by Colleen Peters, Senior Survey Technician
Latitude: 5.5743 N
Longitude: 127.04248 E
July 4, 2010
In my opinion, ocean exploration is about 25 percent exhilaration and 75 percent perspiration. It is incredibly exciting to be on the cutting edges of technology and getting to look at areas of the world’s ocean that have never been observed before. However, what most people may not realize is how many days at sea it really takes to get those few good images, that one great map, and the dive that will change the course of history.
Being at sea is like living in a perpetual Tuesday. It’s not as bad as dragging yourself to the office Monday morning after the most amazing weekend away, nor is it like the anticipation of leaving work on a Friday afternoon with two whole days of freedom to relax and recharge still ahead of you. Tuesday is just after the start of the work week, but with many more days to get through to reach the next break. Ship's crew and mission personnel don't get to sleep in, have Sunday brunch, or enjoy a long weekend while at sea over a holiday. The only real significance of the weekend at sea are overtime pay for crew and a shortage of email since everyone ashore is off duty. Otherwise, I would never be able to keep track of what day of the week it is while underway.
One would think that with only 224 feet in length, the 46 persons on board would be constantly bumping into each other left and right. Well, to some extent, some of us are, but there are several occasions where one crew member might not see another for days due to opposing watch and meal schedules. Most days, I only see my roommate during meals and between watches because she is in a different department and her work keeps her in other areas of the ship. Although we all work together to make our contribution to the success of the mission, not all of our paths cross on a daily basis.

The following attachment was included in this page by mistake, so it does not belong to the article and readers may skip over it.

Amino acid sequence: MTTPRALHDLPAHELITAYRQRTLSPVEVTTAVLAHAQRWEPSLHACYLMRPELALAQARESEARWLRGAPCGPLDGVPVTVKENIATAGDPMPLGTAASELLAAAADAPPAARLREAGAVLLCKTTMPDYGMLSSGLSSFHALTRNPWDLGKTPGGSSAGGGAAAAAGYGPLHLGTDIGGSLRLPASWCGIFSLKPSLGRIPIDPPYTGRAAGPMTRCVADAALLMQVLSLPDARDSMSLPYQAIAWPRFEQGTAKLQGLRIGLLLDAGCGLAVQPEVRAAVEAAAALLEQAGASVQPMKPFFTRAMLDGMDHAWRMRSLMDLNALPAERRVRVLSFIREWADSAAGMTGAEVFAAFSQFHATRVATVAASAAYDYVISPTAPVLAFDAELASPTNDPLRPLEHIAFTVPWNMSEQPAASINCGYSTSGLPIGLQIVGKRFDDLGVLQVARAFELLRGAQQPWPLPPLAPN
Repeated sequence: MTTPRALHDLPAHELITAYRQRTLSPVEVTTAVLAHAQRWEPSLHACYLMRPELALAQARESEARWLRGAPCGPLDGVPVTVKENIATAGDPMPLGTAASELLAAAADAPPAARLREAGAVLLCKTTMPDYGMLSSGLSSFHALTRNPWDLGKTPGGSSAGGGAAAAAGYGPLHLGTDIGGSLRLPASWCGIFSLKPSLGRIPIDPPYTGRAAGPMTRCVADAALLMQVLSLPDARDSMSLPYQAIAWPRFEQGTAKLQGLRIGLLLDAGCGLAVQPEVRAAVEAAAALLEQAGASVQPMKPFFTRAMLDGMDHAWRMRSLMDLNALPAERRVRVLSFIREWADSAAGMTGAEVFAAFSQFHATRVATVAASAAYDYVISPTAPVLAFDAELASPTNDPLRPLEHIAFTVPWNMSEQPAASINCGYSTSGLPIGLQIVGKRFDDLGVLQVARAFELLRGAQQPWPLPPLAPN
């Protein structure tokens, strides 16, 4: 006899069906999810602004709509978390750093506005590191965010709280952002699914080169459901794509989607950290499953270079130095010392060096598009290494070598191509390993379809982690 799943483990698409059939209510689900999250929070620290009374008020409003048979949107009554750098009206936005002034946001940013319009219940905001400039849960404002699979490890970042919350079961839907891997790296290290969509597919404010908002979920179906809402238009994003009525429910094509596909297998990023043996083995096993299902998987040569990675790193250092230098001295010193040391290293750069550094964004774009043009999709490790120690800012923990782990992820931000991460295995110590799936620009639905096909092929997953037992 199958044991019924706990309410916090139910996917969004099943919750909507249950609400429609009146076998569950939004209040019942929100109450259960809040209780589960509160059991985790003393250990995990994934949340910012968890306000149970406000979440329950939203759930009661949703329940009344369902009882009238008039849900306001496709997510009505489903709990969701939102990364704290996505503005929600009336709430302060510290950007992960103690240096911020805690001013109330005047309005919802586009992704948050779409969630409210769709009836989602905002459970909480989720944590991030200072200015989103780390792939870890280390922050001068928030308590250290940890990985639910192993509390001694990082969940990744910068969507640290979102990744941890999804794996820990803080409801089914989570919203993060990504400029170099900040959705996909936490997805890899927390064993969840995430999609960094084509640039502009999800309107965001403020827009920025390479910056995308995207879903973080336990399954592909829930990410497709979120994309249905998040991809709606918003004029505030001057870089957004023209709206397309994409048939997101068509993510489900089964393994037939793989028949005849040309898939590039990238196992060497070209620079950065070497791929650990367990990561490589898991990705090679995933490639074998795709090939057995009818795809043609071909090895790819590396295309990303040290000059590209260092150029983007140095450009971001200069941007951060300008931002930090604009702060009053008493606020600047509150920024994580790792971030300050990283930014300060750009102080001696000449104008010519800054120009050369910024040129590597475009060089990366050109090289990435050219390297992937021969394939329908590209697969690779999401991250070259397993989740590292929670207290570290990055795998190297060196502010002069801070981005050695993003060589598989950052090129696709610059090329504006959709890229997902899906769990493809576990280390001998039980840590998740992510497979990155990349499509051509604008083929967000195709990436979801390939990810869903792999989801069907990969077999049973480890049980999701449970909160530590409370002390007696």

One thing we do here on NOAA Ship Okeanos Explorer to break up the monotony is to celebrate special occasions. Birthdays, milestones, and holidays can be an opportunity for the whole crew to get together and participate in a single activity as a group.
As we go about our day on the ship and contact our loved ones back home, we hear about the barbecues, parades, and fireworks on this day, the 4th of July, we cannot help but be slightly disappointed to not be able to participate in the traditional festivities. However, we try our best, with what we have available, to make the most of it.
This year, since we are underway, we tried to have a barbeque and sit out on deck for dinner – comfortable enough since we are in the tropics, however cancelled due to squalls. Instead, we took our picnic meal and ate inside just like every other day – in our respective shifts. Afterward, we lit sparklers and had a few laughs as we fumbled in the dark to light them. We cannot ignite our own fireworks because it is a safety hazard, and surveying in foreign waters, we are not likely to see any.
It just isn’t the same. Exploring is an amazing experience, but some days, there is no place like home.
Not every day at sea is as thrilling as our highlight videos may make it seem. Sometimes it’s simply about planning lines, killing dots (cleaning data), cooking food, and changing the oil in the engines. Like everyone back home, we have less interesting days too. Tomorrow is a new day, and the potential and possibilities are boundless...
...but it will still feel like Tuesday.